14:00-16:00, Alumni Meeting Room, 12th Floor, Faculty of Political Science, Chulalongkorn University

Co-organized by the Center for Social Development Studies (CSDS) and the Master of Arts in International Development Studies of the Faculty of Political Science Chulalongkorn University.

This event will be broadcast on Facebook live: www.facebook.com/CSDSChula/

Introduction

Hakha town is the capital of Chin State, Myanmar, located in the mountainous Northwest of the country. Chin State is one of the poorest states in Myanmar, including in terms of economy, basic infrastructure, and access to health care and education. This reflects a lack of long-term investment in basic services, as well as being the product of Myanmar’s long-standing conflict.

In recent years, the town’s population has faced growing water insecurity. This has created great hardships for the local population, especially in the dry season. For those who cannot access water from private springs, or afford to buy water, they must queue sometimes for hours to collect relatively small amounts of water. This situation has caused discontent towards the Municipal, State and Union level government, and has also on occasion caused conflict amongst the local population themselves.

Compounding the difficulties faced by Hakha’s population, in June 2015, Hakha town suffered a major landslide. As a result, over 4000 people living in at-risk places were moved, many permanently to a new settlement. In the settlement, the government has provided land or houses, yet basic services including water and schools were lagging behind. In the longer-term, the resettled people, who are mostly farmers, are uncertain about how they can make a living without access to farming land, and a perceived limited support from the government.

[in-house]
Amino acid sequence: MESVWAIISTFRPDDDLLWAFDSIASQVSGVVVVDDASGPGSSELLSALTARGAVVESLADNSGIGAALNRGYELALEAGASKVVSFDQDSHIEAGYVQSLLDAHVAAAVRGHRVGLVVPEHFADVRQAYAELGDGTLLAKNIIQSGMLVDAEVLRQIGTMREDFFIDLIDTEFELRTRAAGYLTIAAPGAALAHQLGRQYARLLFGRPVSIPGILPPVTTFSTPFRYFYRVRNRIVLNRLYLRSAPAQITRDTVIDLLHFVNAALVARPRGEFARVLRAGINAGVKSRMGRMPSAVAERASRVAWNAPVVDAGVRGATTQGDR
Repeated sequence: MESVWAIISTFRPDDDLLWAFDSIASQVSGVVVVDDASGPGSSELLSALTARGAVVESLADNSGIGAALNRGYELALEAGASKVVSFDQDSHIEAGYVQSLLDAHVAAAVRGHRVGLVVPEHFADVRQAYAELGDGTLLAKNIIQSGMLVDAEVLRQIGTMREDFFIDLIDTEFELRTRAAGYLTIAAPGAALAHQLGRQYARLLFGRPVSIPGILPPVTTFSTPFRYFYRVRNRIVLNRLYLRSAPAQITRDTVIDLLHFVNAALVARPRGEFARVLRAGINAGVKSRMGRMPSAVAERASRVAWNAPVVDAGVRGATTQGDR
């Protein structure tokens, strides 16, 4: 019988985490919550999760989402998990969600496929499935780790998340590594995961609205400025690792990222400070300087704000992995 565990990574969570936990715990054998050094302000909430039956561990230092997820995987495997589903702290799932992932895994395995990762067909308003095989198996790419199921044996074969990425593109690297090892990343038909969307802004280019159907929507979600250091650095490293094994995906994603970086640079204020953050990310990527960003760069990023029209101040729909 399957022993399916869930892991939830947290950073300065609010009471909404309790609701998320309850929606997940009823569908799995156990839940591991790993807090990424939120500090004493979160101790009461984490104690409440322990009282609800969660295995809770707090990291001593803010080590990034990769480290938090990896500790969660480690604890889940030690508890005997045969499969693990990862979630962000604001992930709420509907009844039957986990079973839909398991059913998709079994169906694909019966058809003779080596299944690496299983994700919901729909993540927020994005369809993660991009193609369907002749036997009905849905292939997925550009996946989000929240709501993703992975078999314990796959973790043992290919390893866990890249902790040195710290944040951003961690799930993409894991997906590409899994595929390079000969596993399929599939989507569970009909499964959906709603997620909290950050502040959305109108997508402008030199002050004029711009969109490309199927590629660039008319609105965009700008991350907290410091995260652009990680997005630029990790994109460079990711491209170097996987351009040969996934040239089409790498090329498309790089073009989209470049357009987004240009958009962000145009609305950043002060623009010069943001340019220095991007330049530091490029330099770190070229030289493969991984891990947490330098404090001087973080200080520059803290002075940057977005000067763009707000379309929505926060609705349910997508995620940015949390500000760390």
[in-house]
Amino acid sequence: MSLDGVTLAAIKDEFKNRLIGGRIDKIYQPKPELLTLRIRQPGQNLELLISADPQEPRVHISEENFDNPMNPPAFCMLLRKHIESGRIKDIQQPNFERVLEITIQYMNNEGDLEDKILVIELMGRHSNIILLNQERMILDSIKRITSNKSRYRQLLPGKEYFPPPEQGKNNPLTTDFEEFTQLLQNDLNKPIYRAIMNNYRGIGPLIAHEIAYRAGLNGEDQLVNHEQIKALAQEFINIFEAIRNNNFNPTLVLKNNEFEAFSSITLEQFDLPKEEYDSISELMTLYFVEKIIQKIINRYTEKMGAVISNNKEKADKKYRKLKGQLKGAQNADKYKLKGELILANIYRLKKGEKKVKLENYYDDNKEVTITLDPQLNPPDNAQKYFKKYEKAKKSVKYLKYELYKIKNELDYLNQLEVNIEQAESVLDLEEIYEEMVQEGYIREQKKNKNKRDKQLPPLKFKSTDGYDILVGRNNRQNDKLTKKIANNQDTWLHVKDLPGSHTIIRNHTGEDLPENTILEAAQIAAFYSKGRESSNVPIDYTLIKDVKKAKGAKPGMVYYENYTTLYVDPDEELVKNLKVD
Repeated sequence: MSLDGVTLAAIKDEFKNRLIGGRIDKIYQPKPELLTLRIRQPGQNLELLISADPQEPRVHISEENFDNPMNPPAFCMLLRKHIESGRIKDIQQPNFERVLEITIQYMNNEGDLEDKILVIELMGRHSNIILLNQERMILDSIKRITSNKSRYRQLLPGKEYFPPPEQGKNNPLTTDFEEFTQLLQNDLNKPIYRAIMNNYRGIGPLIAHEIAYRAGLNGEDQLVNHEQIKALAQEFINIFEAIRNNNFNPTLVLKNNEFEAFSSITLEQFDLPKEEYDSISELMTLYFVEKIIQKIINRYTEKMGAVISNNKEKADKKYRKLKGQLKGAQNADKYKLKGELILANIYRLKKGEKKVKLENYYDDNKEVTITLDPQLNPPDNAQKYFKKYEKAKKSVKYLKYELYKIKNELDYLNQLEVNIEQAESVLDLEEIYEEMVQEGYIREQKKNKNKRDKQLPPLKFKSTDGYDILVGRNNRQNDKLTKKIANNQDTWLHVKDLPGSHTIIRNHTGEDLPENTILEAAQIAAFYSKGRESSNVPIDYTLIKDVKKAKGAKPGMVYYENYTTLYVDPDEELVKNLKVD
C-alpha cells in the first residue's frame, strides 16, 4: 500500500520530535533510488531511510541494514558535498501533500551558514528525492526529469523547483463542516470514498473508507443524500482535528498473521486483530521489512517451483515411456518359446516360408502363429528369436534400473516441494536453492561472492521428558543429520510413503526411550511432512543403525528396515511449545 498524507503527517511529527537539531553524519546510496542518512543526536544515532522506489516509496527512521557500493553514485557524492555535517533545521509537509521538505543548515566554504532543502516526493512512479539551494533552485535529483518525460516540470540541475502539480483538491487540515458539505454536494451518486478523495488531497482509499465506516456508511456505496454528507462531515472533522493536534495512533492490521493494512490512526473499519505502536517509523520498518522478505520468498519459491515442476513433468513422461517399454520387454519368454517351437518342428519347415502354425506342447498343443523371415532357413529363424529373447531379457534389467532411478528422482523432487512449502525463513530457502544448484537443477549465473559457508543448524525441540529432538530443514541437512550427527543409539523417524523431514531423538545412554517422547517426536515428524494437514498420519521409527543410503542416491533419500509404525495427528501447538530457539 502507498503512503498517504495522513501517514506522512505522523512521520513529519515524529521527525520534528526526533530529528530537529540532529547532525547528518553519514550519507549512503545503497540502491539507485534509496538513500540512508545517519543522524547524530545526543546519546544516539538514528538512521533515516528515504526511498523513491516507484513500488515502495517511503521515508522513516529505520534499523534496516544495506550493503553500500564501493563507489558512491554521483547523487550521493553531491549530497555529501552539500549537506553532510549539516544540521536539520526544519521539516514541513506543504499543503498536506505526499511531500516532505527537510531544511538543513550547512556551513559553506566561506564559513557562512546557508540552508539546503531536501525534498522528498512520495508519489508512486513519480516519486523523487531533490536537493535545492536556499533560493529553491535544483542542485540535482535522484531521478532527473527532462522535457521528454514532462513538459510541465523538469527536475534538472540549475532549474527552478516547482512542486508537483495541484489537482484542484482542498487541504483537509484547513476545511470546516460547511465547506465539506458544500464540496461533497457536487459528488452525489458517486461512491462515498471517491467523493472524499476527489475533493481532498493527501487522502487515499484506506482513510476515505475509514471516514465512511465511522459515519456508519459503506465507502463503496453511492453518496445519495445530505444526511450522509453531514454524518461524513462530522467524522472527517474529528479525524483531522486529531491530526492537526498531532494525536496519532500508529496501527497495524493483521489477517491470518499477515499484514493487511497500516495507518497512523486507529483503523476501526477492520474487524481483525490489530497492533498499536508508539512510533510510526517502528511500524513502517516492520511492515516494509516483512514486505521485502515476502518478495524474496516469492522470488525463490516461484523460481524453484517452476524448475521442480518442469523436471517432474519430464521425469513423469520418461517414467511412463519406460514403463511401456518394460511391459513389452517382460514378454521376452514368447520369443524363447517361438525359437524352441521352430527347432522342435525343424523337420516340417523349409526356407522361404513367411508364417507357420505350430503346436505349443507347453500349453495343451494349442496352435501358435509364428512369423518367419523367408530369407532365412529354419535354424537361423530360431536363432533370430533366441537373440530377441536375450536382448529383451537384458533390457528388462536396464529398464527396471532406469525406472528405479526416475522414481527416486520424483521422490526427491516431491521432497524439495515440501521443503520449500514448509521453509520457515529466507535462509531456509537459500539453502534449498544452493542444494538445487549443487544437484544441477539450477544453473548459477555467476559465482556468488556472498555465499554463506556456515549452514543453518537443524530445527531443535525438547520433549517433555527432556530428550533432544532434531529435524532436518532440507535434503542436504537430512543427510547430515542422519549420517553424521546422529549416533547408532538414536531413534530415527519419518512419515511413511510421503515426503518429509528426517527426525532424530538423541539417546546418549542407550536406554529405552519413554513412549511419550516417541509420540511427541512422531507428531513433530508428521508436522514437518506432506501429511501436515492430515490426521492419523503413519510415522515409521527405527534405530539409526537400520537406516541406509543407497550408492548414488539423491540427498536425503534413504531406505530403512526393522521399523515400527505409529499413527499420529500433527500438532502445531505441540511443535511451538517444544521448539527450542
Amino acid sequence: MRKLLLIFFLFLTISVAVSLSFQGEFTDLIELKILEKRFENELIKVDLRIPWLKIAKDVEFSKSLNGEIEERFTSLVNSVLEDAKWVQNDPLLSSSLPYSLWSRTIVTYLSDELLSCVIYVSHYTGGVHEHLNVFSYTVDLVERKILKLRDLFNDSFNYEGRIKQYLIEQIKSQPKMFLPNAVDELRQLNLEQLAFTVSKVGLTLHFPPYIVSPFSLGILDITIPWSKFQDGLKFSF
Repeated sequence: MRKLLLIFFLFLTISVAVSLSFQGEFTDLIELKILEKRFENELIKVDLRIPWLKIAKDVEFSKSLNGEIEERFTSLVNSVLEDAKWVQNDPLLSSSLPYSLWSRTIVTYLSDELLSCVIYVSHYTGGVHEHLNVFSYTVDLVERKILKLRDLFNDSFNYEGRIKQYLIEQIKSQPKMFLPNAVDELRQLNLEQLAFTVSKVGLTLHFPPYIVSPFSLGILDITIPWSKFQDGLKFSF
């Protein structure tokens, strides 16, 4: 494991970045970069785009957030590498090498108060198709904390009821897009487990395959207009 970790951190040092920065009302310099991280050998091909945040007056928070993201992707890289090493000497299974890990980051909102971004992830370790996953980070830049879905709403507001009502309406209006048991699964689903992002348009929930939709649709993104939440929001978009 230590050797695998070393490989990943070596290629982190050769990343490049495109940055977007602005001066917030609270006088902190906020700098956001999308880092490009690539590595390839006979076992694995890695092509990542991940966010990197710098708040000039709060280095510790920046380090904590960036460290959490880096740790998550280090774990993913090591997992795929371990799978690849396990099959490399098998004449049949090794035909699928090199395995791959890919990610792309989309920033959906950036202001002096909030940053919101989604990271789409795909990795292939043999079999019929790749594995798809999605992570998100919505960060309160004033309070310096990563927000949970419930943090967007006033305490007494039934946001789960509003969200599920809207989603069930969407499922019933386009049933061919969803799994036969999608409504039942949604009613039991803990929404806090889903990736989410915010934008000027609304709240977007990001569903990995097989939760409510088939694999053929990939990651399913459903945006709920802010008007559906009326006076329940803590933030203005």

Research presented at the seminar will show how water insecurity is the product of physical, social and political processes that are inter-related, including: rising water demand due to a growing population without systematic town planning; deforestation of the surrounding watershed which has reduced water supply; and underinvestment in water supply infrastructure. The seminar will explore the underlying causes of these dynamics, as a basis for deliberating approaches to ensure equitable and reliable water access for all of Hakha’s residents.

Seminar speakers

  • “Water insecurity in Hakha Town, Chin State, Myanmar” by Asst. Prof. Dr. Carl Middleton (Director of CSDS) and Orapan Pratomlek (CSDS project coordinator)
  • “Prospects for improved water security: Municipal water, watershed protection, and urban planning” Van Bawi Lian (CSDS researcher)
  • “Lessons learned from landslide disaster recovery in Hakha town, and how to strengthen resilience” by Hlawn Tin Cuai (Master Student of Architecture (IMARCH), Faculty of Architecture, Chulalongkorn University; and ex- Operation Manager of Hakha Rescue Committee, September 2015 to February 2016)
  • Discussant: Pastor Lai Cung (Hakhathar Baptist Church)
  • Chair: Asst. Prof. Dr. Naruemon Thabchumpon (Director of MAIDS Program, Faculty of Political Science, Chulalongkorn University)
  • Opening remarks: Assoc. Prof. Dr. Ake Tangsupvattana, Dean of Faculty of Political Science, Chulalongkorn University (t.b.c.)

For further details on CSDS’s research on Water governance and access to water in Hakha Town, Chin State, Myanmar, visit here: http://www.csds-chula.org/water-security-in-hakha/

This research is supported by Chula UniSearch under the Human Security Cluster. 

 

UPCOMING PUBLIC SEMINAR: "Building Infrastructures. Monitoring Development" by Casper Bruun Jensen [24 January 2017]

UPCOMING PUBLIC SEMINAR: "Building Infrastructures. Monitoring Development" by Casper Bruun Jensen [24 January 2017]

Casper Bruun Jensen is an Associate Professor at the Department of Anthropology, Osaka University. He is a Science, Technology and Society (STS) scholar. His theoretical and ethnographic works cover a wide range of issues such as Practical Ontology, Symmetrical Anthropology/Amodernism, Lateral Analysis, Multinaturalism/Environment, Development and Infrastructure.